Policy Brief: Addressing Social Determinants of Health through Community Health Workers: A Call to ActionLondon, Katharine; Damio, Grace; Ferrazo, Meredith; Perez-Escamalla, Rafael; Wiggins, Noelle (2018-01-30)This technical report was compiled by the Hispanic Health Council in partnership with Southwestern AHEC and a panel of Community Health Worker Policy Research Experts which included our Katharine London from the Center for Health Law and Economics. The report offers a number of policy recommendations for community health workers for communities that might benefit from community-based services. The report offers recommendations on; payment of community health workers; community health worker caseloads; community health worker recruitment; community health worker training; reflective and trauma-informed mentoring and supportive supervision of community health workers; integration of community health workers into care teams; documenting the effect of community heal worker services on social determination of health. The Hispanic Health Council believes a service design that effectively supports community health workers would incorporate the seven areas of policy recommendation included in this report.
A Public Health Framework for the State Mental Health Authority: A Call for Action by Massachusetts Consumers and Family MembersDelman, Jonathan (2006-01-01)During the Spring of 2006, Consumer Quality Initiatives (CQI) conducted 20 focus groups across the state, 12 with adults with mental illness, 3 with parents of youth with serious emotional disorder, 2 with youth with SED, 1 with family members of adult consumers, and 2 with youth in transition. Supported by a contract with Massachusetts Department of Mental Health (DMH), the goal was to assist DMH in framing the criteria for its upcoming reprocurement. Our findings reveal a frustration with an approach to health care delivery that focuses primarily on the provision of psychiatric care (egs, medication, therapy, hospitalization). We reviewed the focus group reports to identify the most significant themes, which clustered within eight broad categories.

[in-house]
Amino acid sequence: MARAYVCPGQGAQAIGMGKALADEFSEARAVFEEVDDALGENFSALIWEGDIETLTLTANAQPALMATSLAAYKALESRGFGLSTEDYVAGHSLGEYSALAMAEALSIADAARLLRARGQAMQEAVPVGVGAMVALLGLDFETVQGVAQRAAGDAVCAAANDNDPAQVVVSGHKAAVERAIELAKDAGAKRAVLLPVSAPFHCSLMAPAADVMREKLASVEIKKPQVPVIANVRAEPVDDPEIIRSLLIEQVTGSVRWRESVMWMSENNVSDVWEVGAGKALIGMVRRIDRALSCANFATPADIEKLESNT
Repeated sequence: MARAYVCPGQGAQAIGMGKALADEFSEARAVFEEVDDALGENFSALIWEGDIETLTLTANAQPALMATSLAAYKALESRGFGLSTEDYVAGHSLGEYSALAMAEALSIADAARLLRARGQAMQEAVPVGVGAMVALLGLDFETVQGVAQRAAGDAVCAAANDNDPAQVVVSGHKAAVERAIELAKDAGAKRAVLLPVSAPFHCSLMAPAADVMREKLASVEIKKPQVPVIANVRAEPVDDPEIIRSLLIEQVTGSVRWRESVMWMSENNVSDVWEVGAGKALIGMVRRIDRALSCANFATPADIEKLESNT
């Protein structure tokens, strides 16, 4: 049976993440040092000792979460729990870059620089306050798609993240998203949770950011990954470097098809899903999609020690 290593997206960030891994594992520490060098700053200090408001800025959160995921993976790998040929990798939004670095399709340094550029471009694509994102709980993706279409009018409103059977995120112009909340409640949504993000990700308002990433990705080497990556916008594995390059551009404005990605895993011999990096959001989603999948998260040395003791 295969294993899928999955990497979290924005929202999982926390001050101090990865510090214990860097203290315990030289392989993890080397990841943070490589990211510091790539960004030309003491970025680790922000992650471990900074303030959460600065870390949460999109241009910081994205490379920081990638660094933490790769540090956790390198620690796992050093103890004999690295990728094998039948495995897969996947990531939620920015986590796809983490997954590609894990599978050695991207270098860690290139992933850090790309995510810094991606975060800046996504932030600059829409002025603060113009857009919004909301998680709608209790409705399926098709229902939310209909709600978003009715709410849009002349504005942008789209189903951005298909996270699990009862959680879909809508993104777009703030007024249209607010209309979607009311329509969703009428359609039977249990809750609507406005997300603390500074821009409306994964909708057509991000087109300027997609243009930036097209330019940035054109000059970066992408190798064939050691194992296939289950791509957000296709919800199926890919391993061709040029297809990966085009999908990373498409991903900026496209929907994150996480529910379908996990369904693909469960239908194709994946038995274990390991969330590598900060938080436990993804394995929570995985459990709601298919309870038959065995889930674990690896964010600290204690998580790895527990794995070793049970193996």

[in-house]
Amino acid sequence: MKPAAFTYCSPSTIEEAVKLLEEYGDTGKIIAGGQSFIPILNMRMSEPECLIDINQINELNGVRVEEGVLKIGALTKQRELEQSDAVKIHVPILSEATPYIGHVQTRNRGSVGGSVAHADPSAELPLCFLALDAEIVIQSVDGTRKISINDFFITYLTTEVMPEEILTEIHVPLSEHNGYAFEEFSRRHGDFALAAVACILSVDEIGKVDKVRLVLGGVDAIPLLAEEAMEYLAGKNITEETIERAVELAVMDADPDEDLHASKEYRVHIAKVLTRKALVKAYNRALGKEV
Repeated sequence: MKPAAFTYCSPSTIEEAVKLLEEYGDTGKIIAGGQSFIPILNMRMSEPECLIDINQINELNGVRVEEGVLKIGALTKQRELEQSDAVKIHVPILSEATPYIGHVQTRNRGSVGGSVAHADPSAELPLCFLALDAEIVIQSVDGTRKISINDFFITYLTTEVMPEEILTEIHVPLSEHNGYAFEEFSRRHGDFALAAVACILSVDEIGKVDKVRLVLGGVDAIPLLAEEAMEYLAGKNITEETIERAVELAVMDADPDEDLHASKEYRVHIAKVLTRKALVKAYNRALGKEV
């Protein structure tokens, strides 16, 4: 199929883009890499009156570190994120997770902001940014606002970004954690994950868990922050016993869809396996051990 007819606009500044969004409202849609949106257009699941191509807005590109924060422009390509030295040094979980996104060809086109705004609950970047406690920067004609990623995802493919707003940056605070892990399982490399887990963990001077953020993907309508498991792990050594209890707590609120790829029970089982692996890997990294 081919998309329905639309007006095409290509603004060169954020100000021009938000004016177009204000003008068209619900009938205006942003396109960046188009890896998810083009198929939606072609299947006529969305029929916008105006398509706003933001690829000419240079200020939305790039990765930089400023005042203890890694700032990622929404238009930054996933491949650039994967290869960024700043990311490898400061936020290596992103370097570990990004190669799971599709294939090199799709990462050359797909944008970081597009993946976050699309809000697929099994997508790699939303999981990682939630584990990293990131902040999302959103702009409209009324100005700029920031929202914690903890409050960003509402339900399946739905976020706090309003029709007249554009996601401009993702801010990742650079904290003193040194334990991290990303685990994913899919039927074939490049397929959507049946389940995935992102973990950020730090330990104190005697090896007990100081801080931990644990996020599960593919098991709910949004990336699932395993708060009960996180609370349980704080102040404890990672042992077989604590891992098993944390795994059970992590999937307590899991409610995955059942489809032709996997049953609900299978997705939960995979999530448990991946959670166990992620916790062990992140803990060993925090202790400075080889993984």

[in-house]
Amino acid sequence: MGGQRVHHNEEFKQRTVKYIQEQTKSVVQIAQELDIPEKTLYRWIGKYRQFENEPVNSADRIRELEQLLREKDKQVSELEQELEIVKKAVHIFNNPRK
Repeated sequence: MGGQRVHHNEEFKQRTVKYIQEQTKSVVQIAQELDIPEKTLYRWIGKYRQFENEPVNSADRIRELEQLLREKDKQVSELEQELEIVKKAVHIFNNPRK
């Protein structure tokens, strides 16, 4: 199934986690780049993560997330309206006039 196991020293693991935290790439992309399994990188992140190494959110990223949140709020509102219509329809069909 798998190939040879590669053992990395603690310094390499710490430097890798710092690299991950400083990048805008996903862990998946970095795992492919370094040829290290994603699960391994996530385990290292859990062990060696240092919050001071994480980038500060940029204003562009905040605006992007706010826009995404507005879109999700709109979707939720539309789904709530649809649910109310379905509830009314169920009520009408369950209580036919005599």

Making the Case for Sustainable Funding for Community Health Worker Services: Talking to Payers and ProvidersLondon, Katharine (2018-01-27)In this presentation, Katharine London of the Center for Health Law and Economics makes her case for offering sustainable funding for community health worker services. Research has shown community health workers can have a distinct impact on health systems, helping them improve population health and contain costs, while also promoting health equity and community engagement. This presentation was designed to assist CHWs and other advocates in engaging with policymakers and payers to support CHW sustainability and develop a financial plan for their CHW work. It was presented as part of a CHW Sustainability event held at the Families USA’s annual conference, Health Action 2018: Staying Strong for America’s Families, in Washington, DC. See Katharine London's blog post on payment delivery methods for community health workers here.